BOONE, N.C. - An American doctor and another U.S. aid worker helping to combat an outbreak of the deadly Ebola virus in West Africa are now infected with disease.
The first American reported to have contracted the disease is Dr. Kent Brantly, 33, from Fort Worth, Texas, the North Carolina-based charity Samaritan's Purse said.
Brantly, the medical director for the relief group's Ebola care center on the outskirts of the Liberian capital of Monrovia, was stable but in very serious condition, said Ken Isaacs, a vice president of Samaritan's Purse.
The second American to contract the disease was identified as Nancy Writebol of Charlotte, N.C. Isaacs said she was a worker with an allied aid group SIM, or Serving in Mission, which runs the hospital where Samaritan's Purse has an Ebola care center on the grounds. He said she was in stable and serious condition.
"She is showing full symptoms of the disease," Isaacs said.
He said that Writebol had been working as a hygienist who decontaminated those entering and leaving the Ebola care area at the hospital.
Writebol and her husband, David, who is also employed by SIM, have been working in Monrovia since last August, CBS affiliate WBTV in Charlotte reported. The Writebols have two children.
David Writebol broke the news of his wife's illness to members of their church in North Carolina via Skype.
"It's just devastating news," the Rev. John Munro, Calvary Church's senior pastor, told the Charlotte Observer.
"He's devastated," Munro said of David Writebol. "He can't really be with his wife. She's in isolation. Ebola is very contagious. ... She's not doing well. It's grim news."
Brantly, originally from Indianapolis, has been working with Samaritan's Purse in Liberia since October 2013 as part of the charity's post-residency program for doctors, said the group's spokeswoman Melissa Strickland. The organization's website says he had worked as a family practice physician in Fort Worth, Texas.
Strickland said Brantly's wife and children had been living with him in Africa, but they are currently in the U.S.
In Fort Worth, the marquee at the Southside Church of Christ read "Pray for Kent." The doctor and his family are members of the church, the Fort Worth Star-Telegram said.
Strickland said Brantly has been talking to his medical team and working on his computer since entering treatment.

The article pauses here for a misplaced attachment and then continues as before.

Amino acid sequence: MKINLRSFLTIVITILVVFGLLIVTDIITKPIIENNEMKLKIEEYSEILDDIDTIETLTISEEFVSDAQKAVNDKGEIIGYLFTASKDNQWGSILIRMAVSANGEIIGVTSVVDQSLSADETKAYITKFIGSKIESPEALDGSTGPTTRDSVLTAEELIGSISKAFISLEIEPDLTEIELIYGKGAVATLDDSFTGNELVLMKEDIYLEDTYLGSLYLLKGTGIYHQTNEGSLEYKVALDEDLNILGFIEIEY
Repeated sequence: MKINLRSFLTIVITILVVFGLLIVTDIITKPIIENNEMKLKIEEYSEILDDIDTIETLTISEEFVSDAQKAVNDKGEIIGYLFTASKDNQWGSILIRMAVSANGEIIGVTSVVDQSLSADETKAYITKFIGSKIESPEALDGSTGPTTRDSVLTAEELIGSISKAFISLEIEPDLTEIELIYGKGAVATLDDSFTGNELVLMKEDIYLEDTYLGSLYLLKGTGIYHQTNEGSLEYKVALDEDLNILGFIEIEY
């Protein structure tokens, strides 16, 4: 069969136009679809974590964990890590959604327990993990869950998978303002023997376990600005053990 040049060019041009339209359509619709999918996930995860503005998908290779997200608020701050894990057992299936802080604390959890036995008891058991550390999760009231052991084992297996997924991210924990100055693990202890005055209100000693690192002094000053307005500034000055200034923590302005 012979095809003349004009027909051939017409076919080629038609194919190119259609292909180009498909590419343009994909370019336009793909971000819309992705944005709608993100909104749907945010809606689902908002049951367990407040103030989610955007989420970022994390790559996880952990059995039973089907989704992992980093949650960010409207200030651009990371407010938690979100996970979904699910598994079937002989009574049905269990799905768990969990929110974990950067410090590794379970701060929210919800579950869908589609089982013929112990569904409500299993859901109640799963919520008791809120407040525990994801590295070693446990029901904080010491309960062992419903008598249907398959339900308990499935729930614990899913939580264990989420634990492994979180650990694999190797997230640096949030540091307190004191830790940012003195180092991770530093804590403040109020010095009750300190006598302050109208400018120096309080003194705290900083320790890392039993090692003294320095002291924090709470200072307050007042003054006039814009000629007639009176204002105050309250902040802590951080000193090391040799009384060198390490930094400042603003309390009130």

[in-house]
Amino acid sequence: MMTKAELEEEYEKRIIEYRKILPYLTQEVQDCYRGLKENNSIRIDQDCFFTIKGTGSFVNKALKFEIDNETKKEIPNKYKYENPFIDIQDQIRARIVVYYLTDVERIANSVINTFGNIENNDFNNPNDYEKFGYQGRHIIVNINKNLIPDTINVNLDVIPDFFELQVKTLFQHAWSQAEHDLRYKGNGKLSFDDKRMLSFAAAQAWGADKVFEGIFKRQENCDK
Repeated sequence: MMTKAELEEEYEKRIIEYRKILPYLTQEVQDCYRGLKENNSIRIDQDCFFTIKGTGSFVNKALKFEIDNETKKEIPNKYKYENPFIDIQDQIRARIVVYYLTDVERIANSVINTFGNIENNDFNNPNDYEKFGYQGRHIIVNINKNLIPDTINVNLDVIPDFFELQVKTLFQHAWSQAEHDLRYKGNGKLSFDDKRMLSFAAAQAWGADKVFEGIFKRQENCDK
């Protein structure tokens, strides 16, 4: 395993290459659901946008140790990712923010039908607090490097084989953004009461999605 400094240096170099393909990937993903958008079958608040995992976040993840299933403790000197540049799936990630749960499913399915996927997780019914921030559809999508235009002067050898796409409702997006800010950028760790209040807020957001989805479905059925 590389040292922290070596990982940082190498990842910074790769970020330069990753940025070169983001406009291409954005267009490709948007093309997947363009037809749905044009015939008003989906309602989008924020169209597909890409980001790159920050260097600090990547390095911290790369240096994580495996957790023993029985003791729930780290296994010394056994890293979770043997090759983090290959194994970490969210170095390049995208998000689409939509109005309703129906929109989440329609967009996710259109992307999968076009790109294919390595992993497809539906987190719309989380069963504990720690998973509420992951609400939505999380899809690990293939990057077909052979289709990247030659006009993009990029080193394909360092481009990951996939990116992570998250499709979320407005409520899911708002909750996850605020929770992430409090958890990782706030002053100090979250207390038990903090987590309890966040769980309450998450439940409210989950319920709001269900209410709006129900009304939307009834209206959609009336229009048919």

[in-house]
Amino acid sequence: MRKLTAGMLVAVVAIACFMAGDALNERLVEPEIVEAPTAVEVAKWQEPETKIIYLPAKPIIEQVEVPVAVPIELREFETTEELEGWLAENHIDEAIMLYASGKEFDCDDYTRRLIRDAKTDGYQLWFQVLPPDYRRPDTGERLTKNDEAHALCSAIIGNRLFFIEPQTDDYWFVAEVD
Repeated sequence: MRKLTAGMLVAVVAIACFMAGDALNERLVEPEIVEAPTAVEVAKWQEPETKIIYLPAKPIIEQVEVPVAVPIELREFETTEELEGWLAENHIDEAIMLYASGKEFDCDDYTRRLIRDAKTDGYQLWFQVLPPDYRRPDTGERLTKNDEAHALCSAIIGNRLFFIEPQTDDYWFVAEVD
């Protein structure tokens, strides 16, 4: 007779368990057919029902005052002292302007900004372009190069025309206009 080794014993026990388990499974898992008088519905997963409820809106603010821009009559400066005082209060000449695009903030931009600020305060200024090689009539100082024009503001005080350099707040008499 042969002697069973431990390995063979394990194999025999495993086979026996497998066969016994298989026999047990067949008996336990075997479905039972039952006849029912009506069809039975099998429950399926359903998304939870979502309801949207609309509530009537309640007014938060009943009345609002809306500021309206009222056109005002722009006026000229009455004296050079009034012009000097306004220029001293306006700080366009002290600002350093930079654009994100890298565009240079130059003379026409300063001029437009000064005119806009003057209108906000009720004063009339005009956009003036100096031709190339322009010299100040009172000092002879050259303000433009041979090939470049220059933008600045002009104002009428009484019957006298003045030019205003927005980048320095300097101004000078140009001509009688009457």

Isaacs told CBS News that Samaritan's Purse is investigating how the two aid workers contracted the virus.
"Dr. Brantly and Nancy are both in stable condition tonight," Isaacs said. "They have fevers, they have body aches and pains. They are not out of the woods yet. So our prayer is that they survive and tonight they're in stable condition."
Ebola can have up to a 90 percent fatality rate, although a patient's chances of survival increase when the disease is spotted and treated early, which was the case with both Brantly and Writebol.
Photos of Brantly working in Liberia show him in white coveralls made of a synthetic material that he wore for hours a day while treating Ebola patients.
Brantly was quoted in a posting on the organization's website earlier this year about efforts to maintain an isolation ward for patients.
"The hospital is taking great effort to be prepared," Brantly said. "In past Ebola outbreaks, many of the casualties have been health care workers who contracted the disease through their work caring for infected individuals."
Ebola has killed at least 672 in several African countries since this outbreak began earlier this year.
There is no known cure for Ebola, which begins with symptoms including fever and sore throat but then escalates to vomiting, diarrhea and internal and external bleeding.
"It is a very dangerous infection and every medical person who takes care of these people understands, there is a risk, even if you are perfect in using all the gear," said William Schaffner, an infectious disease expert at Vanderbilt University.
Fears of the outbreak have prompted neighboring Nigeria to screen incoming airline passengers for symptoms of the illness.
"The risk from casual contact from people who have come back from Africa is really zero, " Schaffner said. "It is the fact that you have to have very intimate contact with peoples' bodily fluids that puts you at risk."
Still, just this week a group of doctors and nurses from in Minneapolis canceled a medical mission to Liberia to provide free surgeries for 200 kids. The group decided the danger is just too great.
One of Liberia's highest-profile doctors died of Ebola, a government official said Sunday, highlighting the risks facing health workers trying to combat the deadly disease.
Dr. Samuel Brisbane is the first Liberian doctor to die in an outbreak the World Health Organization says has killed 129 people in the West African nation. A Ugandan doctor working in the country died earlier this month.
The WHO says the outbreak has also killed 319 people in Guinea and 224 in Sierra Leone.
Brisbane, who once served as a medical adviser to former Liberian President Charles Taylor, was working as a consultant with the internal medicine unit at the country's largest hospital, the John F. Kennedy Memorial Medical Center in Monrovia.
After falling ill with Ebola, he was taken to a treatment center on the outskirts of the capital, where he died, said Tolbert Nyenswah, an assistant health minister.
Nyenswah said that another doctor who had been working in Liberia's central Bong County was also being treated for Ebola at the same center where Brisbane died.
The situation "is getting more and more scary," Nyenswah said.